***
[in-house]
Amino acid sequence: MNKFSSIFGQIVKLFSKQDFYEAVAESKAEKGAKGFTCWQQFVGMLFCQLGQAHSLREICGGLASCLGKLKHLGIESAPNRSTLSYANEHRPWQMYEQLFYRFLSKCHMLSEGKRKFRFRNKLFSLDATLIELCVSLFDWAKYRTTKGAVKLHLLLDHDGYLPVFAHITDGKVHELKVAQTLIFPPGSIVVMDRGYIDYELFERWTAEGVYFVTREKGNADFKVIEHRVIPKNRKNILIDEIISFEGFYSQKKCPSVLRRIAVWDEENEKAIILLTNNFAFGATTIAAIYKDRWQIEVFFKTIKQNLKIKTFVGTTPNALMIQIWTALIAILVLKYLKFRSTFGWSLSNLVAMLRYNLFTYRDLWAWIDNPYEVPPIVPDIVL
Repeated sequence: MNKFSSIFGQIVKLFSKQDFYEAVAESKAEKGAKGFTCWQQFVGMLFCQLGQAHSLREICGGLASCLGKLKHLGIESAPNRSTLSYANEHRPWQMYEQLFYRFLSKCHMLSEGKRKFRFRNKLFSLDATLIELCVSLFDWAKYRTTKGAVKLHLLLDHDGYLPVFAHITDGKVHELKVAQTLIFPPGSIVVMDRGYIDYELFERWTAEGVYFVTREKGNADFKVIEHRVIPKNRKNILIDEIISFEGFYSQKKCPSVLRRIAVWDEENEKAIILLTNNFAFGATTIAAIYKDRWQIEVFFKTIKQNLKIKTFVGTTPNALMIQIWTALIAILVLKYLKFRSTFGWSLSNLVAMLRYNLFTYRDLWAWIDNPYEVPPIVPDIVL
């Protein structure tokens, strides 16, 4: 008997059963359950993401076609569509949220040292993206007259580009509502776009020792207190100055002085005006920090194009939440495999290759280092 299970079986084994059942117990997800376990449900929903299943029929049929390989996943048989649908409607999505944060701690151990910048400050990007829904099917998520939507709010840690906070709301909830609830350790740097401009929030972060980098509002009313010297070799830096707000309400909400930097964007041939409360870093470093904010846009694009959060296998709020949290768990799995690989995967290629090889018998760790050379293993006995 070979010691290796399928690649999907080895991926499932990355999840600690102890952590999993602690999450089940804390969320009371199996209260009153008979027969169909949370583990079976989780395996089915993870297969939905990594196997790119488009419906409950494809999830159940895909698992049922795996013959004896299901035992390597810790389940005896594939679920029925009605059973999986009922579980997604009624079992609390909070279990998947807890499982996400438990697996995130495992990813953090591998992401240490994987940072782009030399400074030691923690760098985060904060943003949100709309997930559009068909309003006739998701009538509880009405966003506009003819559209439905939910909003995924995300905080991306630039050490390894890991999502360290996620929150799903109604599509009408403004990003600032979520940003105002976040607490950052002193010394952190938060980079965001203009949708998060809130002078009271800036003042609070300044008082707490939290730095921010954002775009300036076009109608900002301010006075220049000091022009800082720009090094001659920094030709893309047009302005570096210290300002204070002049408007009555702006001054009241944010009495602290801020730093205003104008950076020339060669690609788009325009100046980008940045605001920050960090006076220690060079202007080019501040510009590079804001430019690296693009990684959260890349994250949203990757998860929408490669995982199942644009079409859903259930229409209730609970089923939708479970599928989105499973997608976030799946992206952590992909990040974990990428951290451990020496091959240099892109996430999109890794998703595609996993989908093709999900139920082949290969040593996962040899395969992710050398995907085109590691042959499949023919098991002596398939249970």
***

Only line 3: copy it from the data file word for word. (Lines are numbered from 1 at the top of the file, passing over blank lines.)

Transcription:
Repeated sequence: MNKFSSIFGQIVKLFSKQDFYEAVAESKAEKGAKGFTCWQQFVGMLFCQLGQAHSLREICGGLASCLGKLKHLGIESAPNRSTLSYANEHRPWQMYEQLFYRFLSKCHMLSEGKRKFRFRNKLFSLDATLIELCVSLFDWAKYRTTKGAVKLHLLLDHDGYLPVFAHITDGKVHELKVAQTLIFPPGSIVVMDRGYIDYELFERWTAEGVYFVTREKGNADFKVIEHRVIPKNRKNILIDEIISFEGFYSQKKCPSVLRRIAVWDEENEKAIILLTNNFAFGATTIAAIYKDRWQIEVFFKTIKQNLKIKTFVGTTPNALMIQIWTALIAILVLKYLKFRSTFGWSLSNLVAMLRYNLFTYRDLWAWIDNPYEVPPIVPDIVL